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The Book of Dreams and Ghosts by Andrew Lang online

The Book of Dreams and Ghosts by Andrew Lang


Thus the living but absent may haunt a house both noisily and by actual appearance. The learned even think, for very exquisite reasons, that "Silverton Abbey" {192} is haunted noisily by a "spirit of the living". Here is a case:--


The following is an old but good story. The Rev. Joseph Wilkins died, an aged man, in 1800. He left this narrative, often printed; the date of the adventure is 1754, when Mr. Wilkins, aged twenty-three, was a schoolmaster in Devonshire. The dream was an ordinary dream, and did not announce death, or anything but a journey. Mr. Wilkins dreamed, in Devonshire, that he was going to London. He thought he would go by Gloucestershire and see his people. So he started, arrived at his father's house, found the front door locked, went in by the back door, went to his parents' room, saw his father asleep in bed and his mother awake. He said: "Mother, I am going a long journey, and have come to bid you good-bye". She answered in a fright, "Oh dear son, thou art dead!" Mr. Wilkins wakened, and thought nothing of it. As early as a letter could come, one arrived from his father, addressing him as if he were dead, and desiring him, if by accident alive, or any one into whose hands the letter might fall, to write at once. The father then gave his reasons for alarm. Mrs. Wilkins, being awake one night, heard some one try the front door, enter by the back, then saw her son come into her room and say he was going on a long journey, with the rest of the dialogue. She then woke her husband, who said she had been dreaming, but who was alarmed enough to write the letter. No harm came of it to anybody.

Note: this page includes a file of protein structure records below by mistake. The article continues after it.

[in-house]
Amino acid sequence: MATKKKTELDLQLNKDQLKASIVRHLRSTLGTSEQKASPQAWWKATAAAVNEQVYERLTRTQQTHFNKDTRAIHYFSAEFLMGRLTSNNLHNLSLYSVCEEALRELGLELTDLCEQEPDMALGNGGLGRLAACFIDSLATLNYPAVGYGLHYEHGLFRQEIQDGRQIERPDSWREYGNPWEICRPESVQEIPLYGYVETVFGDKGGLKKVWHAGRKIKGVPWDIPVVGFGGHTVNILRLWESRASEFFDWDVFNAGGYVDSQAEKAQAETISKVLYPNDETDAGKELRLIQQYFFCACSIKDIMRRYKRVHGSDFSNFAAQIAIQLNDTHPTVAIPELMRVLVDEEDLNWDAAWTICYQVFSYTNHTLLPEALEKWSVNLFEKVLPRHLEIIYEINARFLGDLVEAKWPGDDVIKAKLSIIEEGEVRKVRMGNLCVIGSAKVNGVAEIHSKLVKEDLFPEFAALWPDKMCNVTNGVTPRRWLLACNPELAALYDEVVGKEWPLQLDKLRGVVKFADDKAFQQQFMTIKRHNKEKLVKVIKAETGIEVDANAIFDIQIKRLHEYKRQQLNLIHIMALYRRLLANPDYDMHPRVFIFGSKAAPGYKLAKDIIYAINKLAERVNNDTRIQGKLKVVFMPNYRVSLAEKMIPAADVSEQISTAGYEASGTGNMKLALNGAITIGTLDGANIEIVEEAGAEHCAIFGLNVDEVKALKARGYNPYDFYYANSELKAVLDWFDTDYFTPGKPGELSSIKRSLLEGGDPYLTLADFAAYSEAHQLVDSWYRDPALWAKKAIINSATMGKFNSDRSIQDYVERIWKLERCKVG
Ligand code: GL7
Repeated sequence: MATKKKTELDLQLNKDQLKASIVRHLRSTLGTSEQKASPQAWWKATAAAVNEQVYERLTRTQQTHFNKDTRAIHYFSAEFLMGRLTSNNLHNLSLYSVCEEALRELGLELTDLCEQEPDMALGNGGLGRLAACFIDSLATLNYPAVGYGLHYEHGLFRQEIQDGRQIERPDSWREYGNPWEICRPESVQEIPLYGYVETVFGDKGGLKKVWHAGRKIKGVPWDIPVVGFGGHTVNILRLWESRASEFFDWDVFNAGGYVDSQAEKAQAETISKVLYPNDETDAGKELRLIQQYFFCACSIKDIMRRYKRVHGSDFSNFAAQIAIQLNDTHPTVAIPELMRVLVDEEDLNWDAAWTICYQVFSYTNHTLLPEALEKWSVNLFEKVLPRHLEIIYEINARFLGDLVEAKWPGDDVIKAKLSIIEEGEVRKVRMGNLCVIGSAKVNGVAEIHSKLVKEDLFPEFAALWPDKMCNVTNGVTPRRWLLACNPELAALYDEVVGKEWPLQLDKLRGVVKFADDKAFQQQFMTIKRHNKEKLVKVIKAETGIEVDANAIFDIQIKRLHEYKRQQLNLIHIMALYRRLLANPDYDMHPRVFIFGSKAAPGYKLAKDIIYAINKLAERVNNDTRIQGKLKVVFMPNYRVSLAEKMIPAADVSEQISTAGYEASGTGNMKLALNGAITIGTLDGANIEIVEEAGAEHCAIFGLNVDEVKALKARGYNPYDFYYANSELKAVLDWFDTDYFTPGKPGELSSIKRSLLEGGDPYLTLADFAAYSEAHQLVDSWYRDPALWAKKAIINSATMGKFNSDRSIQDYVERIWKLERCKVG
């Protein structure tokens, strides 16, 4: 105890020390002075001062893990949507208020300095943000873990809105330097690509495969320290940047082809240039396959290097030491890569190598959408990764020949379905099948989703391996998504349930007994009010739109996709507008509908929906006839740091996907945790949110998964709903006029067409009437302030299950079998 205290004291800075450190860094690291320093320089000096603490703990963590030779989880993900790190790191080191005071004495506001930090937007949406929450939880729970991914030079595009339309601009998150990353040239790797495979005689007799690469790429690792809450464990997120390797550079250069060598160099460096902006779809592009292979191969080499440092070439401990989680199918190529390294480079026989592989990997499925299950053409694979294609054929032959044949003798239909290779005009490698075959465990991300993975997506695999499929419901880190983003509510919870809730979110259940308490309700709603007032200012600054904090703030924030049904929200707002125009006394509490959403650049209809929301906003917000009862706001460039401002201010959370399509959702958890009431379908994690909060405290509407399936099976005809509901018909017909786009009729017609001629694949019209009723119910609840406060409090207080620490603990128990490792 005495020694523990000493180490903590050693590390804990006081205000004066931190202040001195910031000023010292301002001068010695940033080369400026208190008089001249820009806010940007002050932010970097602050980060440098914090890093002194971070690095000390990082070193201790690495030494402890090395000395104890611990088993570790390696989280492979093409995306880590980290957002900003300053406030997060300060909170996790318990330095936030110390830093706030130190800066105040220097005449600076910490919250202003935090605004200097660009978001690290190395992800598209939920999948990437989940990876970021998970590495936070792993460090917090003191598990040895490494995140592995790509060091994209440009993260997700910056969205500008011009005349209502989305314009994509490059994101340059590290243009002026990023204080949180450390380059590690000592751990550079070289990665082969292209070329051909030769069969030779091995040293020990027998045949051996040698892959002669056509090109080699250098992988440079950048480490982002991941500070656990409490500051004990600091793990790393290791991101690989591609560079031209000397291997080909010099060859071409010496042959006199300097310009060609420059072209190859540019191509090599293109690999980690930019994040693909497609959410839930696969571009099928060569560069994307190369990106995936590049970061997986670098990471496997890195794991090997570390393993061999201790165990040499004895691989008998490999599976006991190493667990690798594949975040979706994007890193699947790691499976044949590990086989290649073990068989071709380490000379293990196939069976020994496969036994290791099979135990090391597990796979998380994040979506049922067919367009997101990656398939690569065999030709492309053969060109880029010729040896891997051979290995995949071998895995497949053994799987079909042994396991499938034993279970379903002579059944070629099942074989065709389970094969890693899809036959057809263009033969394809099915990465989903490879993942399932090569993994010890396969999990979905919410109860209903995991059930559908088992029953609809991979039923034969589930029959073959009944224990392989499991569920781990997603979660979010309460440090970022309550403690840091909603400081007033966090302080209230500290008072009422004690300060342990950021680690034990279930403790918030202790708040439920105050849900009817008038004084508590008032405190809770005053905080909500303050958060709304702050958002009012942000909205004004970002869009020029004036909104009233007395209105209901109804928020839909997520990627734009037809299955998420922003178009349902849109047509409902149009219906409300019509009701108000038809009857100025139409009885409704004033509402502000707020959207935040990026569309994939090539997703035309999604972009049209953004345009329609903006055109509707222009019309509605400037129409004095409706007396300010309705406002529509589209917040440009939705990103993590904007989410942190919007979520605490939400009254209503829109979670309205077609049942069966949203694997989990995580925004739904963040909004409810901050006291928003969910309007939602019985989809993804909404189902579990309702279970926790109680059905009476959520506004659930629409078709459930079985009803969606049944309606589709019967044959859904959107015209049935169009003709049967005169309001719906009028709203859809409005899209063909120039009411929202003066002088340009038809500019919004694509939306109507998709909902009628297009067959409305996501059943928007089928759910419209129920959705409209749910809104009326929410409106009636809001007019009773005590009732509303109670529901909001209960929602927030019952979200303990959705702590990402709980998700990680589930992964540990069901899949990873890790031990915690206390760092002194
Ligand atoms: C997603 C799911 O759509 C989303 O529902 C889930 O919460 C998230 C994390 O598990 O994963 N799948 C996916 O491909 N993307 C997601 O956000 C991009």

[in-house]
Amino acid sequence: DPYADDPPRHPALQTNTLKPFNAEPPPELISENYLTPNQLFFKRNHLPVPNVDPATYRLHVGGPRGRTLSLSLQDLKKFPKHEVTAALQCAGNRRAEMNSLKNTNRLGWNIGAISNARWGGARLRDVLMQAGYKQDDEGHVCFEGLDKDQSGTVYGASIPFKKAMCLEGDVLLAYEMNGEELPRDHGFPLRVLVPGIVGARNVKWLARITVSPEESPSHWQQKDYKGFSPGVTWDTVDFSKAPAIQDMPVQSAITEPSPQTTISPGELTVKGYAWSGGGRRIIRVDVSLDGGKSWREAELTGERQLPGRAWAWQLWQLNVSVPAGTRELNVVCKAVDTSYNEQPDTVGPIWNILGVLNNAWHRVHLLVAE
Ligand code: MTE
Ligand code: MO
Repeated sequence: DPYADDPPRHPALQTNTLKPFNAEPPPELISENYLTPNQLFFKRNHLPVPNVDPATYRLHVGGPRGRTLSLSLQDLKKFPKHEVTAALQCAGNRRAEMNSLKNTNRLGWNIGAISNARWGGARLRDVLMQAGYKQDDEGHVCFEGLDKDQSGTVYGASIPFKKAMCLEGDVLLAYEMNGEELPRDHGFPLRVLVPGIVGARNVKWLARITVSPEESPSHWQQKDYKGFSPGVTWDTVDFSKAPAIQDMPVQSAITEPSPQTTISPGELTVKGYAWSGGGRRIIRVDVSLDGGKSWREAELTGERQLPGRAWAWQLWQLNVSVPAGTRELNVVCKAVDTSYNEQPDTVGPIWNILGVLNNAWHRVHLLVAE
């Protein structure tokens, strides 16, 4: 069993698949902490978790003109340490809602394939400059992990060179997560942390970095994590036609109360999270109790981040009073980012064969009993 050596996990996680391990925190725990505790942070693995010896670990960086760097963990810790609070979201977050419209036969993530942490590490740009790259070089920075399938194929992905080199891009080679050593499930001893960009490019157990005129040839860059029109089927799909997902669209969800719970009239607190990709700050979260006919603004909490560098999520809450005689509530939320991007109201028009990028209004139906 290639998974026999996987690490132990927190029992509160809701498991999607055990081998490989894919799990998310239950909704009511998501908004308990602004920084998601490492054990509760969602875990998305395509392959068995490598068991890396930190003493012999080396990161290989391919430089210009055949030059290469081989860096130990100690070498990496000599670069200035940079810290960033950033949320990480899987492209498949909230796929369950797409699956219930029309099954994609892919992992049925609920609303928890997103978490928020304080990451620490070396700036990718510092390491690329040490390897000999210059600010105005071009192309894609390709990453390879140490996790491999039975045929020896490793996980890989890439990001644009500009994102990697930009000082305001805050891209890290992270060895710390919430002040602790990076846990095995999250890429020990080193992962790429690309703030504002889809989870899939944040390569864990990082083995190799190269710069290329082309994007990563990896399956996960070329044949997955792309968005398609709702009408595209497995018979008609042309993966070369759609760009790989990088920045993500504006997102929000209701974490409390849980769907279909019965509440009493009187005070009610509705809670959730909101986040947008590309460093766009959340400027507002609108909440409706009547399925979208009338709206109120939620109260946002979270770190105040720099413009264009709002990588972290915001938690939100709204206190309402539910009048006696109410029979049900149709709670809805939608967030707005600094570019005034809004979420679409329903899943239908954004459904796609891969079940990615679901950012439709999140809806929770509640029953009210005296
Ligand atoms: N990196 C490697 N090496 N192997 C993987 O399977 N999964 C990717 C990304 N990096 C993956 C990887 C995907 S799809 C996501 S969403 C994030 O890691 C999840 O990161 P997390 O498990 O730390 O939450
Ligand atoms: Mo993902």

The story would be better if Mr. Wilkins, junior, like Laud, had kept a nocturnal of his dreams, and published his father's letter, with post-marks.

The story of the lady who often dreamed of a house, and when by chance she found and rented it was recognised as the ghost who had recently haunted it, is good, but is an invention!

A somewhat similar instance is that of the uproar of moving heavy objects, heard by Scott in Abbotsford on the night preceding and the night of the death of his furnisher, Mr. Bullock, in London. The story is given in Lockhart's Life of Scott, and is too familiar for repetition.

On the whole, accepting one kind of story on the same level as the other kind, the living and absent may unconsciously produce the phenomena of haunted houses just as well as the dead, to whose alleged performances we now advance. Actual appearances, as we have said, are not common, and just as all persons do not hear the sounds, so many do not see the appearance, even when it is visible to others in the same room. As an example, take a very mild and lady-like case of haunting.


The following anecdote was told to myself, a few months after the curious event, by the three witnesses in the case. They were connections of my own, the father was a clergyman of the Anglican Church; he, his wife and their daughter, a girl of twenty, were the "percipients". All are cheerful, sagacious people, and all, though they absolutely agreed as to the facts in their experience, professed an utter disbelief in "ghosts," which the occurrence has not affected in any way. They usually reside in a foreign city, where there is a good deal of English society. One day they left the town to lunch with a young fellow-countryman who lived in a villa in the neighbourhood. There he was attempting to farm a small estate, with what measure of success the story does not say. His house was kept by his sister, who was present, of course, at the little luncheon party. During the meal some question was asked, or some remark was made, to which the clerical guest replied in English by a reference to "the maid-servant in pink".